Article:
— "Survivor" host Jeff Probst, who won the first-ever Emmy for reality show last fall, is signed for at least two more seasons, and isn't sure what will happen after that.
But on day two of production of "Survivor Tocantins: The Brazilian Highlands," he was so confident about the strength of its cast that he told me, "If I'm wrong about Brazil, I will seriously consider quitting after 20 (seasons) as a penance. ... Of our 16 [contestants], we've got 15 out of 16 right off the bat that I like."
(The odd person out? Kentucky bus driver Sandy Burgin, 53 — Probst thinks her age could doom her early.)
"There's a lot of likable people — either likable because you root for them or likable because you can't stand them, but likable in that you want to watch them," Probst said. That's a change from "Survivor Gabon," where some of its contestants were the exact opposite of likable (like Corinne and her shocking anti-Sugar final speech).
Age and other external characteristics could matter more than usual this season. As previews for "Survivor Tocantins" (pronounced "toe-can-cheens") have revealed, the season begins on Feb. 12 with the contestants asked to make a decision based upon their first impressions of one another.
One promo says that "first impressions are everything," while another insists that "the new survivors have not met each other. They have not communicated at all. And they must make a critical decision that will affect the next 39 days."
Probst then says, "We're going to have our first vote. One person from each tribe is not going to make this journey."
First impressions count
While it's true the cast members have not spoken, it's not exactly true that they "have not communicated at all."
Contestants spend days together on location before the game begins, and may even share living spaces. During that time, they meet with producers and Probst so they know what to expect; attend "Survivor school," where they learn about the location and its environment; get their official photos taken; and talk to members of the press who are on location.
During that time, the contestants are not allowed to talk, strategize, or otherwise connect with each other, but some do communicate via nonverbal communication, from smiles to eye rolls. And the smart players begin to read their fellow competitors' behavior, from the clothes they wear to the way they choose to spend their time.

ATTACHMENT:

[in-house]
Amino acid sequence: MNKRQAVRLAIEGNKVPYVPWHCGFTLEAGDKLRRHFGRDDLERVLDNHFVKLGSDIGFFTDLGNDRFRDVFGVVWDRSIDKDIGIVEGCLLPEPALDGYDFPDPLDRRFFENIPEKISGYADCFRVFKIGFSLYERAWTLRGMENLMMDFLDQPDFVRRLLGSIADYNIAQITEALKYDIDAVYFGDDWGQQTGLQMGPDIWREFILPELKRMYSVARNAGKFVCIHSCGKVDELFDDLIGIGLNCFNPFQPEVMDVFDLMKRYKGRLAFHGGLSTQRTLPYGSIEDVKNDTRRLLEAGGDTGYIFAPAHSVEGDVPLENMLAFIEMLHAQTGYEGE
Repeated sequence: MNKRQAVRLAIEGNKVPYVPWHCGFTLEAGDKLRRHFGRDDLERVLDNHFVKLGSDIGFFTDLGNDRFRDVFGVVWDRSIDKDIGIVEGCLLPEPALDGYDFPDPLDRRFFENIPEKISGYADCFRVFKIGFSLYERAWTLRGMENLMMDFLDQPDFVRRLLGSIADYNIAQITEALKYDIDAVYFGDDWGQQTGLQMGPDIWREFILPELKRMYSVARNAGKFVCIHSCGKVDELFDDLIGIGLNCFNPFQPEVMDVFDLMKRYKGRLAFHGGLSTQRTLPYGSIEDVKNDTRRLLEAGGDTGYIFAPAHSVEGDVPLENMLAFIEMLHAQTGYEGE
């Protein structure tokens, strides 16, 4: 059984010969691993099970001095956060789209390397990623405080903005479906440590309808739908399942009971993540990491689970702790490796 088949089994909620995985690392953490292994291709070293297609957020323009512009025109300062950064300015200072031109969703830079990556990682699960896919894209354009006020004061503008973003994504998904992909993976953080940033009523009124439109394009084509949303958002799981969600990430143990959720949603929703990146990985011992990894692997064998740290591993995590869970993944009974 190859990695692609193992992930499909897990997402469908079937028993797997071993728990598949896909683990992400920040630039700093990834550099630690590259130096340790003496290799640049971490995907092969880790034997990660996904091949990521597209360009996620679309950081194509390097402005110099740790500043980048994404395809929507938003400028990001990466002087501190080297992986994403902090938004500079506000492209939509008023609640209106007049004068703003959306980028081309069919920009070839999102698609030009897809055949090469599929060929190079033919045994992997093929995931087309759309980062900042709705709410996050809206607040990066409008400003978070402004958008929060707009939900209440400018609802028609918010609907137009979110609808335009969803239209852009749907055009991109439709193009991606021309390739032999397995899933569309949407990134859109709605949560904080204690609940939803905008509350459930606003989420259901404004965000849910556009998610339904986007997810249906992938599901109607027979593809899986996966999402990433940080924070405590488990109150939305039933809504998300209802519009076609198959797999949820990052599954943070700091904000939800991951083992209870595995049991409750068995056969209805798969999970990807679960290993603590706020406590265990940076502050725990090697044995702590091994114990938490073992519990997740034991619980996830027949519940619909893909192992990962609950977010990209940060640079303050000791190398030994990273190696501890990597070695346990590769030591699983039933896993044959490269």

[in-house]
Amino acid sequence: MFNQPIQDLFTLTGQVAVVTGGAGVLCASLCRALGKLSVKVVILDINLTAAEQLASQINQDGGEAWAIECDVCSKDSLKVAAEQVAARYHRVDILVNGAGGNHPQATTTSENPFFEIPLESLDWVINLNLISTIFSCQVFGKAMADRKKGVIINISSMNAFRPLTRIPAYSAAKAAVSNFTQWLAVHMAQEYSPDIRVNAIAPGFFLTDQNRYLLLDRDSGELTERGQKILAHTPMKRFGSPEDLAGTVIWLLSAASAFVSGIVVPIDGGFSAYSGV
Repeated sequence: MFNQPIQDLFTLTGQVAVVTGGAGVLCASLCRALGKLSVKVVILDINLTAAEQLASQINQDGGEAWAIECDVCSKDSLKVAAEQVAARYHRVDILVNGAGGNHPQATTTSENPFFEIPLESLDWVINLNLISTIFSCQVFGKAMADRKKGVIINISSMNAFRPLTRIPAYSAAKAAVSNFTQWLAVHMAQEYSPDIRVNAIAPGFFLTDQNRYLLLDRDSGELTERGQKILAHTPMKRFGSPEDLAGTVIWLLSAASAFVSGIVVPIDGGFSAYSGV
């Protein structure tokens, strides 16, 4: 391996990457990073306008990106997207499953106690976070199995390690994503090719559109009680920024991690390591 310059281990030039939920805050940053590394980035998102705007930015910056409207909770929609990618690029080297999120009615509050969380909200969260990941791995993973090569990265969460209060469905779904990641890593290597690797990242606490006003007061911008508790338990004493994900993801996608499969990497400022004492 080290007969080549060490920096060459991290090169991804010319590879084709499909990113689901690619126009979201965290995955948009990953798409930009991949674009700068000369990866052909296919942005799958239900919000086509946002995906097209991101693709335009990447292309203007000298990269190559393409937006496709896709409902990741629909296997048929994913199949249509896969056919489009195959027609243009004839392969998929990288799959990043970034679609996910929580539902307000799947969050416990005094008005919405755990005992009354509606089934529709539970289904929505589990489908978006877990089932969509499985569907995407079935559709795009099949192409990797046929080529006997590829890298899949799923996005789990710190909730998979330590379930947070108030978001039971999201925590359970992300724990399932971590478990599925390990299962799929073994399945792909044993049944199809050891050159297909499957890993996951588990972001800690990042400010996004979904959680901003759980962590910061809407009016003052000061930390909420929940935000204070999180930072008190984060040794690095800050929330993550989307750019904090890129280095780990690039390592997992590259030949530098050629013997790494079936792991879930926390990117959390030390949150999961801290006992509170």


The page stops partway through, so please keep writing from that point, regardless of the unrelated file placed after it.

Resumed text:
Those first impressions often spill over into the game, as initial alliances have been formed based upon eye contact, or just the insight gained when one player notices which book another player is reading. The contestants even see each other during the final stages of casting, when they're staying in a hotel, so they have a lot of material to work with.
With the first-episode twist, "Survivor" is finally acknowledging that the game begins long before the cameras turn on.
Of course, first impressions are often wrong. None of that matters if a tribe can't pull together long enough to win a challenge. And twists the producers interject, never mind the reality of the players' personalities, are truly what dictate the course of the game.
This season, the environment might also have a greater effect than in recent years. For its 18th season, "Survivor" returns to Brazil — but not the Brazil from "Survivor Amazon," the show's sixth season. Instead, the 39 days of competition will play out in a far more brutal environment.
While the sixth season was set in the rainforest near Manaus, "Survivor Tocantins: The Brazilian Highlands," takes place in the central part of the country in an area of high desert that's extremely hot, with temperatures nearing 110 degrees early in the morning on the first day of production.
Although the tribe camps will be in an oasis-like area along a river, this is not a tropical location like those that have hosted so many seasons of the game, nor is it anywhere near the relatively temperate conditions of last season in Gabon.
Challenge producer John Kirhoffer told me that the intense heat won't mean easier challenges. "No freakin' way. We make them as strenuous as ever," he said. Their access to a "really cool river location" and "huge beach" that's "shallow" and "safe" leads him to "prefer Brazil" as a location.
Both tribe camps are also located along that river, so contestants can use it to cool off. The torrential downpours should help, too; the rainy season was just beginning when the show began taping last fall.
Of course, since this is "Survivor," the real focus will be on the game that the 16 people are playing in those conditions — if they can overcome each others' first impressions.